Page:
Living Beautifully

One of the narratives that I most appreciate from Fire & Water, the Rite of Passage program that Quanita Roberson and I created, is the narrative that invites wisdom and soulfulness. I appreciate it because it lifts up a fruitful way of being. Because it points to a reality of the human condition — that we are more than the narrowed stories and distortions of contemporary pattern. That we are meant to open our hearts and to welcome life and love to live with and through us.

This book above by Pema Chodron, Living Beautifully With Uncertainty and Change, remains one of the most helpful books I have encountered. It helps me to live with more wisdom and more soulfulness. It helps me to do so in many circumstances. It helps me to grow inner courage and practice that I can then invite with others — be that in friendships, in teams, in committees, in formal organizational leadership, and in everyday acts of common participatory leadership.

Pema’s energy (I know her through words and voice; not through meeting her personally) inspire me to find simple clarities that help navigate paths of uncertainty learning and of change learning. It isn’t resolved problems. Rather it is real-time principled continuances and clarity, including these words that I wrote in my journal this morning.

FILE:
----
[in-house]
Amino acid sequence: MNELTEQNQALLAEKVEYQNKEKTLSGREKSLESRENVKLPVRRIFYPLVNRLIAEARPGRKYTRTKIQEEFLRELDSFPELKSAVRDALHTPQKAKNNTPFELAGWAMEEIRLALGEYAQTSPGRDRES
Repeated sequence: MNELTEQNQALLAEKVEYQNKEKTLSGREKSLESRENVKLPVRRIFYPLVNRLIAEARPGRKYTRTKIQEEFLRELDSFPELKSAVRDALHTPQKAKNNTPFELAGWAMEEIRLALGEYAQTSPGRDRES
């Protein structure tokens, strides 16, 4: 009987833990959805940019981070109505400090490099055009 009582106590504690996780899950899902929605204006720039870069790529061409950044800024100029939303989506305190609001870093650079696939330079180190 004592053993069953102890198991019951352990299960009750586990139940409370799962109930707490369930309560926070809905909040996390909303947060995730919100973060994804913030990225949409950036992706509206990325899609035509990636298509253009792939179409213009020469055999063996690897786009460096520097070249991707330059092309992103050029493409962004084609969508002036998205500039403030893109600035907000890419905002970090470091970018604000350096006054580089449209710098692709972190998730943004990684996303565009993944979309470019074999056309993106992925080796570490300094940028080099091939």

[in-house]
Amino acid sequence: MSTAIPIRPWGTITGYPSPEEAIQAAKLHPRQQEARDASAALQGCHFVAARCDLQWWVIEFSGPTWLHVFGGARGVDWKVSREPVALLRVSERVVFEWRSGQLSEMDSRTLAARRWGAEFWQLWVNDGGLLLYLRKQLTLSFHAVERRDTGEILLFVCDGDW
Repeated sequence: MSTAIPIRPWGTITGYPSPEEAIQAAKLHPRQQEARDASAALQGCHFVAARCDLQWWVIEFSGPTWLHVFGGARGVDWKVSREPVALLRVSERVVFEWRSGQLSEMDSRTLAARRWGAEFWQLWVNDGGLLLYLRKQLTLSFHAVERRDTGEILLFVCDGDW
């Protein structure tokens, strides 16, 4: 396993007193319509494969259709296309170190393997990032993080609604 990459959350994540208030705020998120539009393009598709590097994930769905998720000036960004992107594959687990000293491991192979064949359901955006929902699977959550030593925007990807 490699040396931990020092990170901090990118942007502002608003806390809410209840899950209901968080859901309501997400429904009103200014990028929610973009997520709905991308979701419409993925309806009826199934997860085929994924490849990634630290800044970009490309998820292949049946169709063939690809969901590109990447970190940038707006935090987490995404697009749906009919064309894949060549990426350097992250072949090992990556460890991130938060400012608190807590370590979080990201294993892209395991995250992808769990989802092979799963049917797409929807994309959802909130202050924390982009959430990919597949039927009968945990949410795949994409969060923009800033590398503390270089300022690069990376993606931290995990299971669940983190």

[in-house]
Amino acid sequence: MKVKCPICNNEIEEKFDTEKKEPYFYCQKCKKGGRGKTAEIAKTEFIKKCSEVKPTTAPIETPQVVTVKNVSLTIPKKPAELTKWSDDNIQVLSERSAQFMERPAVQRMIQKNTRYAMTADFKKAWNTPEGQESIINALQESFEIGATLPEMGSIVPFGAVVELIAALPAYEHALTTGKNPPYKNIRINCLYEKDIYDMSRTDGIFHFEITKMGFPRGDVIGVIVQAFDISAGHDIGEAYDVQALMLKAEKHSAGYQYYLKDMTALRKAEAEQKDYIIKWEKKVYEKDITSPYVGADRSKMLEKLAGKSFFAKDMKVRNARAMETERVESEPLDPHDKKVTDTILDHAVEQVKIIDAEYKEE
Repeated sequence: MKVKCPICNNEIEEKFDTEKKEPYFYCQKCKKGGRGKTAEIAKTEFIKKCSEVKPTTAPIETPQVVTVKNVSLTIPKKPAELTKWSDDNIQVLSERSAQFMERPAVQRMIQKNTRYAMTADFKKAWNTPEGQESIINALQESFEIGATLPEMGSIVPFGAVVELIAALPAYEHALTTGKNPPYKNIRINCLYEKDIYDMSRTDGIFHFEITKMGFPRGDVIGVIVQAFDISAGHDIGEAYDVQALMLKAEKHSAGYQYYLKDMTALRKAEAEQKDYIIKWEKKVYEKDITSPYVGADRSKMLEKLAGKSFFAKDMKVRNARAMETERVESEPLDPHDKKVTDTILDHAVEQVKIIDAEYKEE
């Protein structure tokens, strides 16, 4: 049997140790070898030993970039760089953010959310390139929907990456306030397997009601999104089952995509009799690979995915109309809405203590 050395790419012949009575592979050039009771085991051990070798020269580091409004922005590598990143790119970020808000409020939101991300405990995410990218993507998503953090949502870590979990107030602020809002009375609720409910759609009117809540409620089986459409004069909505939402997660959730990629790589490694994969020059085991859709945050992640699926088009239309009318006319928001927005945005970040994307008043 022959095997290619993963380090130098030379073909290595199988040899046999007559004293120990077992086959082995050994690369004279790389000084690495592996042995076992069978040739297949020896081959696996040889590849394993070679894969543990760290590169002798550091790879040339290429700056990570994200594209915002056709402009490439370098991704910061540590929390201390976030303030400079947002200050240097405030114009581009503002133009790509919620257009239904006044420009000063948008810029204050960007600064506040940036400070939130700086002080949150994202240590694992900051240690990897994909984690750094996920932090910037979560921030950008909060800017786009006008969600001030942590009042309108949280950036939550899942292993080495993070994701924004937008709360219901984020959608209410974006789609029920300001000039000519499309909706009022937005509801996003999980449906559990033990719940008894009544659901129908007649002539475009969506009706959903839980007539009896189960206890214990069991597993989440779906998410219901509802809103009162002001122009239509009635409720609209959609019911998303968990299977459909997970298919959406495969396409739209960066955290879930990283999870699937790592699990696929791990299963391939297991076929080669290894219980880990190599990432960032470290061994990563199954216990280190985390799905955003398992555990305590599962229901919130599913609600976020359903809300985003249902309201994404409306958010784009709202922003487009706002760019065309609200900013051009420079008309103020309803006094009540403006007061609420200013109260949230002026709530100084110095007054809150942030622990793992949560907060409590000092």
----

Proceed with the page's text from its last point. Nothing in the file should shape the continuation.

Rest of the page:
Have courage.
Act on it, even if in the smallest of ways.

Welcome blessing.
That which arises to move from one step to the next.
From one moment of being to another.

Live flow.
There is life that so adores each of us.

What a thing to be alive in these times. Living with what is sometimes the deep and painful churning, and then also with the sweet claiming.

Pema Chodron finishes Living Beautifully with this paragraph:

“May we all learn that pain is not the end of the journey, and neither is delight. We can hold them both — indeed hold it all — at the same time, remembering that everything in these quixotic, unpredictable, unsettled and unsettling, exhilarating and heart-stirring times is a doorway to awakening in a sacred world.”

May it be so. Fruitfully. And beautifully.

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